What is a Virtual Function Template Class and How to Use in C++?

What is a Virtual Function Template Class C++?

Do you want to learn what is a virtual function template class and how it can be implemented or used in C++ (CPP)? If yes, then keep reading this article.

Templates and Virtual functions are two of the polymorphism options in C++. Unfortunately, you can’t do that. Virtual template functions are prohibited in C++ due to the complexity of virtual tables that would need to be created. 

Templates for member functions cannot be declared virtual. The standard implementation of the virtual function call method employs a fixed-size database with one entry for each virtual function, which imposes this restriction. However, once the complete program has been translated, the number of instantiations of a member function template is still being determined. 

To implement virtual member function templates, C++ compilers and linkers would need to provide an entirely new mechanism. On the other hand, since their number is fixed when a class is instantiated, the regular members of class templates can be virtual. So without wasting time, let’s start moving toward the article.



What is a Template Class in C++?

As the name implies, a template class is a template for classes. We have the means to design a class in C++ that will act as a model or template for other classes. Generic variables and type T methods will be included in a template class; they can subsequently be modified to work with various data types as needed. 

A template class in C++ is a class that enables programmers to work with generic data types according to the standard specification. This eliminates the need to write the class from scratch for each data type, allowing it to be used on a wide range of them depending on the needs. In addition, using template functions allows for several types in a single piece of code. 

Let’s see an example:



#include <iostream>

using namespace std;

template <class T>

class number {


    T num;


    number(T n) : num(n) {}  

    T getNum() {

        return num;



int main() {

    number<int> numInt(9);

    number<double> numDouble(9.6);

    cout << "The value of the  Integer is: = " << numInt.getNum() << endl;

    cout << "The value of  Double is : = " << numDouble.getNum() << endl;

    return 0;




The value of the Integer is : = 9

The value of  Double is: = 9.6


In the above example, we have created a class template called Number. Note that the constructor argument n, the variable num, and the method getNum() all have return values of type T. They can thus be of any sort, according to that. We created the class template’s objects in main() to implement it. 

The variables numdouble and numint in the code are already mentioned. Integer and float classes are defined as a result, and they are then utilized as necessary. Declaring the type of an object while using class template objects is a good idea. Some compilers may give an error if this is not the case.



What is a Virtual Function in C++?

A member function that is declared in a base class and redefined (overridden) by a derived class is known as a virtual function. You can call a virtual function for an object of a derived class and have it run the derived class’s version of the function when you refer to an object of a derived class using a pointer or a reference to the base class. To provide diverse classes with a consistent interface, virtual functions are helpful.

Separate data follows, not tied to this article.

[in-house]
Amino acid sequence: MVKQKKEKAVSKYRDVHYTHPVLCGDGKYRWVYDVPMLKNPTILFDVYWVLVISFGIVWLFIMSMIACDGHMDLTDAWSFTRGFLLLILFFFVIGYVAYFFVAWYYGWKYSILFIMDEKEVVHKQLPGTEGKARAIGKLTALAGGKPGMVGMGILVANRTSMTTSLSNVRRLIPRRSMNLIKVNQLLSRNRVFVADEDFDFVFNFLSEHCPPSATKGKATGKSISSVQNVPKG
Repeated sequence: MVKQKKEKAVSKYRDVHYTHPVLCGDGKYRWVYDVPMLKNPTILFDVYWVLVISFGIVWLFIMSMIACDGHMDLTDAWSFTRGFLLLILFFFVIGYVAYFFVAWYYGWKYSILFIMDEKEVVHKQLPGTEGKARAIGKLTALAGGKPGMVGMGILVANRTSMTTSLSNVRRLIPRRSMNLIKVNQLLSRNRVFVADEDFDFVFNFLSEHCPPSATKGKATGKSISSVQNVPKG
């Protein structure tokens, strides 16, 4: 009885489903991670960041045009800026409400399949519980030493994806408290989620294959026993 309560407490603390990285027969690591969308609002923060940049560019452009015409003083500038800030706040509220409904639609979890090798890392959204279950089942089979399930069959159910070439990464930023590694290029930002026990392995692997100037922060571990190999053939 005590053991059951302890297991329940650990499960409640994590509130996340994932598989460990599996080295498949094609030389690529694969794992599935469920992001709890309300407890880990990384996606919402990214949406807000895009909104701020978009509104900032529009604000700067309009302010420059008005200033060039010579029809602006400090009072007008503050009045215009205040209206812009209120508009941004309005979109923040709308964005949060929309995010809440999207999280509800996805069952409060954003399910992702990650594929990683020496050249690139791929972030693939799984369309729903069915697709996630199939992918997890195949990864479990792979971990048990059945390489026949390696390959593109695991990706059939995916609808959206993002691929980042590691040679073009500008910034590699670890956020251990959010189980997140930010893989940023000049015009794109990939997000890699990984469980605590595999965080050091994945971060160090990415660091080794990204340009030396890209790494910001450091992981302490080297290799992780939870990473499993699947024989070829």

Regardless of the kind of reference (or pointer) used for the function call, virtual functions ensure that the proper function is called for an object. Their primary purpose is to implement runtime polymorphism. In base classes, functions are specified using the virtual keyword. Runtime resolution of function calls is carried out. 



How to Use a Virtual Function in C++?

In C++, a virtual function can behave in one of two ways: 

  1. Compile-time[early-binding]
  2.  Run-time[late-binding]

Let’s see an  Example illustrating both ways




using namespace std;

class my_base {


virtual void print()


cout << "print my_base class\n";


void show()


cout << "Show  output CompilerTime\n";



class derived : public my_base {


void print()


cout << "Printed output for RunTime\n";



int main()


my_base *bptr;

derived d;

bptr = &d;



return 0;




Printed output for RunTime

Show  output CompilerTime


Only the my_base class type pointer (or reference) allows for the runtime behaviour of the virtual function. The my_base class pointer can also point to objects from the base class and those from a derived class. For example, the address of object d of the derived class is included in the base class pointer bptr in the code above.

Since the print() function is declared with the virtual keyword, it will be bound at runtime (output is print derived class as a pointer is pointing to object of derived class), and show() is non-virtual, it will be bound during compile time (output is shown derived class). Late binding (Runtime) is done by the content of the pointer (i.e., location pointed to by pointer), and The type does early binding (Compile-time).




To summarize the article, we discussed virtual functions in C++ and some simple examples. Additionally, template class in C++ with example. You may now make your virtual functions, use them to run modified versions of base class functions, and test how a virtual function behaves at runtime or during compilation.

You may also get around the issue of a pointer constantly referring to the base class by using virtual functions.

Let’s have a quick recap of the topics discussed in this article.

  1. Virtual function Template class in C++?
  2. What is a Template class in C++?
  3. What is a Virtual function in C++? 
  4. Using a virtual function in C++?

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